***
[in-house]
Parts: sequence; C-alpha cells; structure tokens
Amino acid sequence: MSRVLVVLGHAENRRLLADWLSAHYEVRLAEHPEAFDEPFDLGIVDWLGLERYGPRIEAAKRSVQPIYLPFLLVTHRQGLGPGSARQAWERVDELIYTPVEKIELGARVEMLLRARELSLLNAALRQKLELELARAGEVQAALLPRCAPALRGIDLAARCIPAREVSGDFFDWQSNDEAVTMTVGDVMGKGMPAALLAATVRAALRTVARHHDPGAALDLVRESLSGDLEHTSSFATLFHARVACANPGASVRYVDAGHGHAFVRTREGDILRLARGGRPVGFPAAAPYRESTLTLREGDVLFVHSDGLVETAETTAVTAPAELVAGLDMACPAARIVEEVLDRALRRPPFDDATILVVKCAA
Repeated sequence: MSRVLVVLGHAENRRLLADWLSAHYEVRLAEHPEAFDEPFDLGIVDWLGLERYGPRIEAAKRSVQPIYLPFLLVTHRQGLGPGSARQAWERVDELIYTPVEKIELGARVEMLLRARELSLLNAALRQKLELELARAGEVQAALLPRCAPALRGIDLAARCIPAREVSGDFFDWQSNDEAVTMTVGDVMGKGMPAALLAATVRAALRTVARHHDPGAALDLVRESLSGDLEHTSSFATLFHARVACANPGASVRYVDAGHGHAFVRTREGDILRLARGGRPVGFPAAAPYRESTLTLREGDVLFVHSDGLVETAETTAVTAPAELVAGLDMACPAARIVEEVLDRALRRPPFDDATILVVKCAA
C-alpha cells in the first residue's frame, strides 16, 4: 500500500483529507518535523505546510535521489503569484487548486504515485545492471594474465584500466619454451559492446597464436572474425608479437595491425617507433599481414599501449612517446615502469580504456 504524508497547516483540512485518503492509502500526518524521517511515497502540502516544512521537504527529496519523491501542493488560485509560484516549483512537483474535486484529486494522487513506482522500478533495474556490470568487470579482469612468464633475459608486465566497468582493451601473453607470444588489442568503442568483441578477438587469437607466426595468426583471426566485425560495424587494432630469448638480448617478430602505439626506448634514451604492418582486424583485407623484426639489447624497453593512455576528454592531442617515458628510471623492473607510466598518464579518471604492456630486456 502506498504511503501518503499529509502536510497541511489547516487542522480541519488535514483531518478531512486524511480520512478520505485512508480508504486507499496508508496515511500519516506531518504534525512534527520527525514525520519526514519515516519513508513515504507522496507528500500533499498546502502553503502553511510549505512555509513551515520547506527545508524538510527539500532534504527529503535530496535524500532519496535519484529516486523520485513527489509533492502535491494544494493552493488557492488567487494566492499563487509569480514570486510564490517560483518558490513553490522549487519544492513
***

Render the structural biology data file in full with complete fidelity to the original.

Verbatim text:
[in-house]
Parts: sequence; C-alpha cells; structure tokens
Amino acid sequence: MSRVLVVLGHAENRRLLADWLSAHYEVRLAEHPEAFDEPFDLGIVDWLGLERYGPRIEAAKRSVQPIYLPFLLVTHRQGLGPGSARQAWERVDELIYTPVEKIELGARVEMLLRARELSLLNAALRQKLELELARAGEVQAALLPRCAPALRGIDLAARCIPAREVSGDFFDWQSNDEAVTMTVGDVMGKGMPAALLAATVRAALRTVARHHDPGAALDLVRESLSGDLEHTSSFATLFHARVACANPGASVRYVDAGHGHAFVRTREGDILRLARGGRPVGFPAAAPYRESTLTLREGDVLFVHSDGLVETAETTAVTAPAELVAGLDMACPAARIVEEVLDRALRRPPFDDATILVVKCAA
Repeated sequence: MSRVLVVLGHAENRRLLADWLSAHYEVRLAEHPEAFDEPFDLGIVDWLGLERYGPRIEAAKRSVQPIYLPFLLVTHRQGLGPGSARQAWERVDELIYTPVEKIELGARVEMLLRARELSLLNAALRQKLELELARAGEVQAALLPRCAPALRGIDLAARCIPAREVSGDFFDWQSNDEAVTMTVGDVMGKGMPAALLAATVRAALRTVARHHDPGAALDLVRESLSGDLEHTSSFATLFHARVACANPGASVRYVDAGHGHAFVRTREGDILRLARGGRPVGFPAAAPYRESTLTLREGDVLFVHSDGLVETAETTAVTAPAELVAGLDMACPAARIVEEVLDRALRRPPFDDATILVVKCAA
C-alpha cells in the first residue's frame, strides 16, 4: 500500500483529507518535523505546510535521489503569484487548486504515485545492471594474465584500466619454451559492446597464436572474425608479437595491425617507433599481414599501449612517446615502469580504456 504524508497547516483540512485518503492509502500526518524521517511515497502540502516544512521537504527529496519523491501542493488560485509560484516549483512537483474535486484529486494522487513506482522500478533495474556490470568487470579482469612468464633475459608486465566497468582493451601473453607470444588489442568503442568483441578477438587469437607466426595468426583471426566485425560495424587494432630469448638480448617478430602505439626506448634514451604492418582486424583485407623484426639489447624497453593512455576528454592531442617515458628510471623492473607510466598518464579518471604492456630486456 502506498504511503501518503499529509502536510497541511489547516487542522480541519488535514483531518478531512486524511480520512478520505485512508480508504486507499496508508496515511500519516506531518504534525512534527520527525514525520519526514519515516519513508513515504507522496507528500500533499498546502502553503502553511510549505512555509513551515520547506527545508524538510527539500532534504527529503535530496535524500532519496535519484529516486523520485513527489509533492502535491494544494493552493488557492488567487494566492499563487509569480514570486510564490517560483518558490513553490522549487519544492513